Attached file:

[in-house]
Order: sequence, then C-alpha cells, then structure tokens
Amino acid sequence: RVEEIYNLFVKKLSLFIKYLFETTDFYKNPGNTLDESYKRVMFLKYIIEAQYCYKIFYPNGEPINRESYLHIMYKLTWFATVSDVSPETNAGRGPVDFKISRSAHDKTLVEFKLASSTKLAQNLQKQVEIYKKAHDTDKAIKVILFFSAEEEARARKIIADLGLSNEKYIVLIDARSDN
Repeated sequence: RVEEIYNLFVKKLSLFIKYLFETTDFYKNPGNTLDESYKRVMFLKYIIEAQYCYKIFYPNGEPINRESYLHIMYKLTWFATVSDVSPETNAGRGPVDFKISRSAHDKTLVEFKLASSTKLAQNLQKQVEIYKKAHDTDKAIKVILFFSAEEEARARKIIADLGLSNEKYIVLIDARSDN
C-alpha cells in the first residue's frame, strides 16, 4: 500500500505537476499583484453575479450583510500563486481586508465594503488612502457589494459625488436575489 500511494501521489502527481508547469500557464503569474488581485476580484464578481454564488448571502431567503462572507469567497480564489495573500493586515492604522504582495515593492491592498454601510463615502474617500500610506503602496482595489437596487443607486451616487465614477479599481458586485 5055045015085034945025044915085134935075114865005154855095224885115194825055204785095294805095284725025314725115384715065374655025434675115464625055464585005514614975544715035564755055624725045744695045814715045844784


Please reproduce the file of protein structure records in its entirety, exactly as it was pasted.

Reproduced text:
[in-house]
Order: sequence, then C-alpha cells, then structure tokens
Amino acid sequence: RVEEIYNLFVKKLSLFIKYLFETTDFYKNPGNTLDESYKRVMFLKYIIEAQYCYKIFYPNGEPINRESYLHIMYKLTWFATVSDVSPETNAGRGPVDFKISRSAHDKTLVEFKLASSTKLAQNLQKQVEIYKKAHDTDKAIKVILFFSAEEEARARKIIADLGLSNEKYIVLIDARSDN
Repeated sequence: RVEEIYNLFVKKLSLFIKYLFETTDFYKNPGNTLDESYKRVMFLKYIIEAQYCYKIFYPNGEPINRESYLHIMYKLTWFATVSDVSPETNAGRGPVDFKISRSAHDKTLVEFKLASSTKLAQNLQKQVEIYKKAHDTDKAIKVILFFSAEEEARARKIIADLGLSNEKYIVLIDARSDN
C-alpha cells in the first residue's frame, strides 16, 4: 500500500505537476499583484453575479450583510500563486481586508465594503488612502457589494459625488436575489 500511494501521489502527481508547469500557464503569474488581485476580484464578481454564488448571502431567503462572507469567497480564489495573500493586515492604522504582495515593492491592498454601510463615502474617500500610506503602496482595489437596487443607486451616487465614477479599481458586485 5055045015085034945025044915085134935075114865005154855095224885115194825055204785095294805095284725025314725115384715065374655025434675115464625055464585005514614975544715035564755055624725045744695045814715045844784